Heritage Brewing Limited in Ottawa is a small eastern Ontario brewery which has yet to get a review from me. Why? My brother buys it. So what! Well, its just one of those things. I visit from time to time and he has Heritage dark in the fridge. And probably Hoegaarden if its summer. Once he had a growler of porter twice no longer extant Taylor and Bate Brewery from St. Catherines. That was a one-off 4,000 litre run from 2000 or so. That was good.
Anyway, this is not a review of what is in big brother's fridge but comment on these two beers from Heritage. What I like about them is that they are in fact one off-runs that appear to be planned on a quarterly basis. Readers in the good old U.S. of A. will think "what's the big deal?" For Canadians, however, this is a radical step into the unknown. I wish more brewers here would take a chace like this.
The beer to the right is Blackcurrent Rye Beer. I might have liked to know whether it is ale or lager rye but no nevermind. The five reviewers amongst the thousands of BAers were less than enthusiastic - especially the two who did not have it from a cask at one particular bar, Volo in Toronto. I had a bottle a few months ago and what I really liked about it was how it did mimic blackcurrent well even though I was pretty sure the "black current concentrate" on the label was more syrup than mash. The trick was the clever use of rye and that twangy old twiggy feel it adds to a beer. Years ago there was a brewery in Pictou, Nova Scotia that produced a straight rye ale. Ta-wang. It was a bit heavy. Chewing on bark heavy. Here, the twang is tempered by the current but not bombastically - it is a relatively light touch accentuated by the similarly light body. Again, I used to pick 20 or 30 pounds on the old bushes at the farmhouse and blackcurrent is quite a dry fruit, more apt for a savory fruit sauce for wild game rather than pies. This beer captures that well so even though it is a fruity brew it is balanced and true to the two named ingredients. The rye, blackcurrent and twiggy hop all conspire to form a nice dry finish with some lingering berry. 4.5% in a 650 ml bomb. The beer pours a nice amber that has a purpley note from the fruit, the foamy head resolving to a white rim. Don't bother going to look for it unless they make it a repeat a few years from now. Worthwhile but hard to imagine being an everyday sort of thing. Exactly the sort of thing to try with a seasonal brew.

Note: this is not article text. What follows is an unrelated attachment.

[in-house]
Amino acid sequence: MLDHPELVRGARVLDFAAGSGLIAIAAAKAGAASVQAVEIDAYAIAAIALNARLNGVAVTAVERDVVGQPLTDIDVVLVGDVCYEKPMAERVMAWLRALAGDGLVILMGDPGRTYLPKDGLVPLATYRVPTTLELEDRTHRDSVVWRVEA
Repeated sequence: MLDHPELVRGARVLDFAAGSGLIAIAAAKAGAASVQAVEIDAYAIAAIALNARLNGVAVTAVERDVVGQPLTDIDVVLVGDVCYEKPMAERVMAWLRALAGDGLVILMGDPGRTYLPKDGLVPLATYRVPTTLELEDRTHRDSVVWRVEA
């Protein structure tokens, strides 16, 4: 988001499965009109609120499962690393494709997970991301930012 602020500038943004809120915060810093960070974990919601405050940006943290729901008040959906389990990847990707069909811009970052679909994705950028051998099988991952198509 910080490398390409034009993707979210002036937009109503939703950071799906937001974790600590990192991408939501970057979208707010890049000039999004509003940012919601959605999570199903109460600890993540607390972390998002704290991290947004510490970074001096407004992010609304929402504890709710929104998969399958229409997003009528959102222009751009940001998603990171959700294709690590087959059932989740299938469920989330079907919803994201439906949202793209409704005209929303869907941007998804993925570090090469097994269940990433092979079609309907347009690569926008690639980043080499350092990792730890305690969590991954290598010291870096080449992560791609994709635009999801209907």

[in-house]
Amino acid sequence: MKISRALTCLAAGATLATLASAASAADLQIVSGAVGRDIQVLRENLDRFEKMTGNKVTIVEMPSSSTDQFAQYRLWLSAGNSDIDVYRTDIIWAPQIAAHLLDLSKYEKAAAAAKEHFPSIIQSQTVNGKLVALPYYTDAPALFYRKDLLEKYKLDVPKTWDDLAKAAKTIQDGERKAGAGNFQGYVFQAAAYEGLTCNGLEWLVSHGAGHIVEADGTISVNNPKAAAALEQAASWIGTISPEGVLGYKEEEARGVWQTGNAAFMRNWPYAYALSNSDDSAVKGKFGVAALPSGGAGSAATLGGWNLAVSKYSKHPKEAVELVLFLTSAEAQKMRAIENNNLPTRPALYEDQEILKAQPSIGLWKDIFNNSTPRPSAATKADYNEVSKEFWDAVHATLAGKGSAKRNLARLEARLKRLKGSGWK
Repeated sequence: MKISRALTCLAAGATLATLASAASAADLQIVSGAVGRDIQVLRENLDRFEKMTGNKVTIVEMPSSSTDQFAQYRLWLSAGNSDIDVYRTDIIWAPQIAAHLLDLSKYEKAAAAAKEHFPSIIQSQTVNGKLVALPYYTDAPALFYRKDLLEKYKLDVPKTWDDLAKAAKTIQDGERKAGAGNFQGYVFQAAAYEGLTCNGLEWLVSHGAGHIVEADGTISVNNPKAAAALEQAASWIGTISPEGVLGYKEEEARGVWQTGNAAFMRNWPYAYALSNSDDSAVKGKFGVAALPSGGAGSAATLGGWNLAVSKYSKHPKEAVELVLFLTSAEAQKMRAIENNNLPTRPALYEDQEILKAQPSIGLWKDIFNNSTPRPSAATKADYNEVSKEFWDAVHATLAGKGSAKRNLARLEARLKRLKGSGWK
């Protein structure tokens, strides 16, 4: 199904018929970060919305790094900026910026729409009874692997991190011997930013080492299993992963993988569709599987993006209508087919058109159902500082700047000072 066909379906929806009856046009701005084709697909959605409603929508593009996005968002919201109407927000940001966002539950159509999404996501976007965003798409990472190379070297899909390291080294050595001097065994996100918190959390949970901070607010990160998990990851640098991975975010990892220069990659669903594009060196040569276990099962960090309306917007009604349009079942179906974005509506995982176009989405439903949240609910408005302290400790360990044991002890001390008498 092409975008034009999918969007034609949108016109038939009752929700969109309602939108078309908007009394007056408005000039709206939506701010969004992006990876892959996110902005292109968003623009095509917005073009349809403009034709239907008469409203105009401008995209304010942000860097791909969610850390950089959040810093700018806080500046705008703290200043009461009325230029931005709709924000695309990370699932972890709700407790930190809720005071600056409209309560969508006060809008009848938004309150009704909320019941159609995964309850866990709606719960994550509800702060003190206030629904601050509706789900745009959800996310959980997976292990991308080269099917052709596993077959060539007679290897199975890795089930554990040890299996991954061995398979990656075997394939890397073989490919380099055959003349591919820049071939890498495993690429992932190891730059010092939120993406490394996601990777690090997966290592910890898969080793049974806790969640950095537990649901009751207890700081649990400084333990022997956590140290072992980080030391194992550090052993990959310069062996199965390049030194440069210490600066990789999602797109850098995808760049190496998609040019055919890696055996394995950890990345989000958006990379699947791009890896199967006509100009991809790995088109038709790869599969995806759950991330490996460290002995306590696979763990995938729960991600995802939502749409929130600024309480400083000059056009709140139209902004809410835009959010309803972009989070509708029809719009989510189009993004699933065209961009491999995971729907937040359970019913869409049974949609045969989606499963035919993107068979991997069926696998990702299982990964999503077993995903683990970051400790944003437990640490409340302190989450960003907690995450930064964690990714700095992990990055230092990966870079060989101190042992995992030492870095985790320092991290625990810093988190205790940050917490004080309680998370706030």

Heritage's February 6 release Passion Brew is on the left. It pours yellow straw and the head respoves to a white rim. It is hard for me to say whether this is the true taste of passionfruit as I have only ever had it in a juice box or maybe in a sauce. My feeling, based on the Belgian approach, is that a fruit beer ought to be as close to the flavour of the fruit from the branch as possible. The logic is that in the mid-winter you can pull out a bottle and have a real sip of summer's bounty. This is, however, a good tasting fruit brew and just might make me want to go out and try a passionfruit. The fruit is round like a lollipop but not sickly sweet. There is a good edge which could be graininess but is more likely a roughish hop. It does not entirely cut through the fruit making the beer a bit cloying and certainly more than the blackcurrent rye. For me, this is less of a success and I bet if passionfruit had actually kept its original name, Bert Farmbley's apple, this beer would never have been made and put out for the Valentine's Day market. No BAers have rated it but four at RateBeer are less than enthusiastic. Sort of a nasty finish, though not the worse I have ever had. I would think a lighter touch with the fruit and a bit of wheat in the mash might be an adjustment the brewer might consider.
But in the end, this is an experiment and that's what seasonals are all about. Good for Heritage for trying it in the Ontario market. Now if they could introduce a program more like Smuttynose's Big Bittle Series and we'd be getting somewhere swell.